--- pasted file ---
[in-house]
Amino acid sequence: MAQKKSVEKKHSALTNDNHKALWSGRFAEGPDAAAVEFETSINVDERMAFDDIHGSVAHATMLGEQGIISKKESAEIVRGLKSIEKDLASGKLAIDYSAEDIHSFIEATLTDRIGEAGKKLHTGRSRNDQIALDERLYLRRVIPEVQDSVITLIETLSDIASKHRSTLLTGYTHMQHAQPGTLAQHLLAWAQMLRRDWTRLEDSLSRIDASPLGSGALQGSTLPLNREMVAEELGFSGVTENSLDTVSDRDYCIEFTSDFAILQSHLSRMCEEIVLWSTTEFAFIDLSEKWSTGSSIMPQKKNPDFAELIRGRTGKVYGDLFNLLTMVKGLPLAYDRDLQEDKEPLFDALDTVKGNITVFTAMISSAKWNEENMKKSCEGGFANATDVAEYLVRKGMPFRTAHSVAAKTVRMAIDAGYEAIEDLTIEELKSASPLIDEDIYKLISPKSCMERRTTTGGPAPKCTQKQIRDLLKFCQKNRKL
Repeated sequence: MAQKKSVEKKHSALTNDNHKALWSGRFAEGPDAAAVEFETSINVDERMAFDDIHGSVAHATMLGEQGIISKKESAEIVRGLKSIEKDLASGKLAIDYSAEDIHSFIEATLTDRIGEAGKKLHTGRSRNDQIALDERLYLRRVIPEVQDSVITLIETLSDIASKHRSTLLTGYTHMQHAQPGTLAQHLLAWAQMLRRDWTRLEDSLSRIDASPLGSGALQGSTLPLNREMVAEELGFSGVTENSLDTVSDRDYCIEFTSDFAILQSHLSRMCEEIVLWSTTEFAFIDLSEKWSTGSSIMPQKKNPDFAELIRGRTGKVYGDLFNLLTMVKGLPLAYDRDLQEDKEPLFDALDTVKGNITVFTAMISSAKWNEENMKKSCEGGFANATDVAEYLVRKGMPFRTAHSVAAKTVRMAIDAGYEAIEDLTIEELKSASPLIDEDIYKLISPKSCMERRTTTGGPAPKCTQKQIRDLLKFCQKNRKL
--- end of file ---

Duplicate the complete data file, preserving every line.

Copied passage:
[in-house]
Amino acid sequence: MAQKKSVEKKHSALTNDNHKALWSGRFAEGPDAAAVEFETSINVDERMAFDDIHGSVAHATMLGEQGIISKKESAEIVRGLKSIEKDLASGKLAIDYSAEDIHSFIEATLTDRIGEAGKKLHTGRSRNDQIALDERLYLRRVIPEVQDSVITLIETLSDIASKHRSTLLTGYTHMQHAQPGTLAQHLLAWAQMLRRDWTRLEDSLSRIDASPLGSGALQGSTLPLNREMVAEELGFSGVTENSLDTVSDRDYCIEFTSDFAILQSHLSRMCEEIVLWSTTEFAFIDLSEKWSTGSSIMPQKKNPDFAELIRGRTGKVYGDLFNLLTMVKGLPLAYDRDLQEDKEPLFDALDTVKGNITVFTAMISSAKWNEENMKKSCEGGFANATDVAEYLVRKGMPFRTAHSVAAKTVRMAIDAGYEAIEDLTIEELKSASPLIDEDIYKLISPKSCMERRTTTGGPAPKCTQKQIRDLLKFCQKNRKL
Repeated sequence: MAQKKSVEKKHSALTNDNHKALWSGRFAEGPDAAAVEFETSINVDERMAFDDIHGSVAHATMLGEQGIISKKESAEIVRGLKSIEKDLASGKLAIDYSAEDIHSFIEATLTDRIGEAGKKLHTGRSRNDQIALDERLYLRRVIPEVQDSVITLIETLSDIASKHRSTLLTGYTHMQHAQPGTLAQHLLAWAQMLRRDWTRLEDSLSRIDASPLGSGALQGSTLPLNREMVAEELGFSGVTENSLDTVSDRDYCIEFTSDFAILQSHLSRMCEEIVLWSTTEFAFIDLSEKWSTGSSIMPQKKNPDFAELIRGRTGKVYGDLFNLLTMVKGLPLAYDRDLQEDKEPLFDALDTVKGNITVFTAMISSAKWNEENMKKSCEGGFANATDVAEYLVRKGMPFRTAHSVAAKTVRMAIDAGYEAIEDLTIEELKSASPLIDEDIYKLISPKSCMERRTTTGGPAPKCTQKQIRDLLKFCQKNRKL